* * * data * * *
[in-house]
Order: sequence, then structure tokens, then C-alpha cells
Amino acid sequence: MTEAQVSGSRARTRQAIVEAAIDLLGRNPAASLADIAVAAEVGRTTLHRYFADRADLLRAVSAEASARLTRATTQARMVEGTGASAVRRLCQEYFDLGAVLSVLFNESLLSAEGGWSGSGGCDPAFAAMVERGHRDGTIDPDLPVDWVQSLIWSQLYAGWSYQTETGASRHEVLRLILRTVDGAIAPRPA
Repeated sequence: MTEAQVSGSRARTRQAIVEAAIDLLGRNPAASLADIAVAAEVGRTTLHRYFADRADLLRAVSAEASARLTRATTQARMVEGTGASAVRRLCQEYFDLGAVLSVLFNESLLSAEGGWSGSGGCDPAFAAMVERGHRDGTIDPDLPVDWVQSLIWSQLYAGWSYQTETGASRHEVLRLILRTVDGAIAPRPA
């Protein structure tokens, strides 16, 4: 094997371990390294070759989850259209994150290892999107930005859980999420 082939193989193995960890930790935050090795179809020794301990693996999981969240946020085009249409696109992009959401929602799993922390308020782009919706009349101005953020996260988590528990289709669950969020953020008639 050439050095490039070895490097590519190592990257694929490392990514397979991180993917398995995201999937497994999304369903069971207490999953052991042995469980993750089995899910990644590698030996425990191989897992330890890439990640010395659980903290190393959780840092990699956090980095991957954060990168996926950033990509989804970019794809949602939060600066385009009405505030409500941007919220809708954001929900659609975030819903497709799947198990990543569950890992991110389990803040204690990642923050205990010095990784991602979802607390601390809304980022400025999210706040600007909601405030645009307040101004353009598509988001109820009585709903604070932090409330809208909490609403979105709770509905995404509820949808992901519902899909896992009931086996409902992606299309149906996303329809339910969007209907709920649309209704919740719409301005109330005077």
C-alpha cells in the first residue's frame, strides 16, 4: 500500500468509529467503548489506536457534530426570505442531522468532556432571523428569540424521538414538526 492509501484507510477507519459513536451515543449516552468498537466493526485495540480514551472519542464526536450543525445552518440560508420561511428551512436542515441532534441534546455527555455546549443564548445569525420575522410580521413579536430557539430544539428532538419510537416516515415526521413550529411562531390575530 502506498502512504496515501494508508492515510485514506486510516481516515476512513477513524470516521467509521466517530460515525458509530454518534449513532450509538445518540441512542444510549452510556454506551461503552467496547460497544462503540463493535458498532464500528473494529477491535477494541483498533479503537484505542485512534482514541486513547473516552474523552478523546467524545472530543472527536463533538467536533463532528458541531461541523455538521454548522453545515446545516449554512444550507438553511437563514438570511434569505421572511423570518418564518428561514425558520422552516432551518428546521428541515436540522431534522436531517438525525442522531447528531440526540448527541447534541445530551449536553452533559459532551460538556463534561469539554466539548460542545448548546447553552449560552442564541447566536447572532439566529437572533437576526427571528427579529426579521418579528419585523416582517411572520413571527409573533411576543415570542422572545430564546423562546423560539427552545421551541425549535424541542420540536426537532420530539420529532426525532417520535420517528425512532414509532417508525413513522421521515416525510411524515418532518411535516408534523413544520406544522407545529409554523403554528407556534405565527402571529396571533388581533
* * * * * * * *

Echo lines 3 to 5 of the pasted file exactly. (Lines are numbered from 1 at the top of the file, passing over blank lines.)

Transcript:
Amino acid sequence: MTEAQVSGSRARTRQAIVEAAIDLLGRNPAASLADIAVAAEVGRTTLHRYFADRADLLRAVSAEASARLTRATTQARMVEGTGASAVRRLCQEYFDLGAVLSVLFNESLLSAEGGWSGSGGCDPAFAAMVERGHRDGTIDPDLPVDWVQSLIWSQLYAGWSYQTETGASRHEVLRLILRTVDGAIAPRPA
Repeated sequence: MTEAQVSGSRARTRQAIVEAAIDLLGRNPAASLADIAVAAEVGRTTLHRYFADRADLLRAVSAEASARLTRATTQARMVEGTGASAVRRLCQEYFDLGAVLSVLFNESLLSAEGGWSGSGGCDPAFAAMVERGHRDGTIDPDLPVDWVQSLIWSQLYAGWSYQTETGASRHEVLRLILRTVDGAIAPRPA
């Protein structure tokens, strides 16, 4: 094997371990390294070759989850259209994150290892999107930005859980999420 082939193989193995960890930790935050090795179809020794301990693996999981969240946020085009249409696109992009959401929602799993922390308020782009919706009349101005953020996260988590528990289709669950969020953020008639 050439050095490039070895490097590519190592990257694929490392990514397979991180993917398995995201999937497994999304369903069971207490999953052991042995469980993750089995899910990644590698030996425990191989897992330890890439990640010395659980903290190393959780840092990699956090980095991957954060990168996926950033990509989804970019794809949602939060600066385009009405505030409500941007919220809708954001929900659609975030819903497709799947198990990543569950890992991110389990803040204690990642923050205990010095990784991602979802607390601390809304980022400025999210706040600007909601405030645009307040101004353009598509988001109820009585709903604070932090409330809208909490609403979105709770509905995404509820949808992901519902899909896992009931086996409902992606299309149906996303329809339910969007209907709920649309209704919740719409301005109330005077």